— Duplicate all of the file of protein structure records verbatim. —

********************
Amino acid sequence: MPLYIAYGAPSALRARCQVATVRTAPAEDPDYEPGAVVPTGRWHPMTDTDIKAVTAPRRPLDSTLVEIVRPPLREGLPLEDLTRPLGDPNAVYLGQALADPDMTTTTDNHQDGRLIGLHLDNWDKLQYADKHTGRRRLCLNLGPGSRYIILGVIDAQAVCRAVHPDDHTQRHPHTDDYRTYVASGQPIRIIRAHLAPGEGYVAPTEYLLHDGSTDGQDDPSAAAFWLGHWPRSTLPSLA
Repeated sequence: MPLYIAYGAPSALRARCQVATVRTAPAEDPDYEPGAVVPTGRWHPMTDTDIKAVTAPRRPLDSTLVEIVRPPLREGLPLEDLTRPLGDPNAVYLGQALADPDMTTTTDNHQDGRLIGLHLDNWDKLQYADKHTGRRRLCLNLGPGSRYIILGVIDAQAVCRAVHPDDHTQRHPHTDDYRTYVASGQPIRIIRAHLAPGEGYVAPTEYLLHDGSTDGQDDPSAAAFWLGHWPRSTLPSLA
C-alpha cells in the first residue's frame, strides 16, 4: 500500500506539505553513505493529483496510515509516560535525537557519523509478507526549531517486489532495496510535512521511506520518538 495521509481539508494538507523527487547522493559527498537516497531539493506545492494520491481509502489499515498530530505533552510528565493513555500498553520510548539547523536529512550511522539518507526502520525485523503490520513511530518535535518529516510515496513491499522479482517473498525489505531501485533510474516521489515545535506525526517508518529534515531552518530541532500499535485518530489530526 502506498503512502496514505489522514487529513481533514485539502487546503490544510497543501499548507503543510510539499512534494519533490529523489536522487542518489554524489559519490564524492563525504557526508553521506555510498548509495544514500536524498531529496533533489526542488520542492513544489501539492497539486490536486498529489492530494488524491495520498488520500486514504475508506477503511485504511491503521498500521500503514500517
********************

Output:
Amino acid sequence: MPLYIAYGAPSALRARCQVATVRTAPAEDPDYEPGAVVPTGRWHPMTDTDIKAVTAPRRPLDSTLVEIVRPPLREGLPLEDLTRPLGDPNAVYLGQALADPDMTTTTDNHQDGRLIGLHLDNWDKLQYADKHTGRRRLCLNLGPGSRYIILGVIDAQAVCRAVHPDDHTQRHPHTDDYRTYVASGQPIRIIRAHLAPGEGYVAPTEYLLHDGSTDGQDDPSAAAFWLGHWPRSTLPSLA
Repeated sequence: MPLYIAYGAPSALRARCQVATVRTAPAEDPDYEPGAVVPTGRWHPMTDTDIKAVTAPRRPLDSTLVEIVRPPLREGLPLEDLTRPLGDPNAVYLGQALADPDMTTTTDNHQDGRLIGLHLDNWDKLQYADKHTGRRRLCLNLGPGSRYIILGVIDAQAVCRAVHPDDHTQRHPHTDDYRTYVASGQPIRIIRAHLAPGEGYVAPTEYLLHDGSTDGQDDPSAAAFWLGHWPRSTLPSLA
C-alpha cells in the first residue's frame, strides 16, 4: 500500500506539505553513505493529483496510515509516560535525537557519523509478507526549531517486489532495496510535512521511506520518538 495521509481539508494538507523527487547522493559527498537516497531539493506545492494520491481509502489499515498530530505533552510528565493513555500498553520510548539547523536529512550511522539518507526502520525485523503490520513511530518535535518529516510515496513491499522479482517473498525489505531501485533510474516521489515545535506525526517508518529534515531552518530541532500499535485518530489530526 502506498503512502496514505489522514487529513481533514485539502487546503490544510497543501499548507503543510510539499512534494519533490529523489536522487542518489554524489559519490564524492563525504557526508553521506555510498548509495544514500536524498531529496533533489526542488520542492513544489501539492497539486490536486498529489492530494488524491495520498488520500486514504475508506477503511485504511491503521498500521500503514500517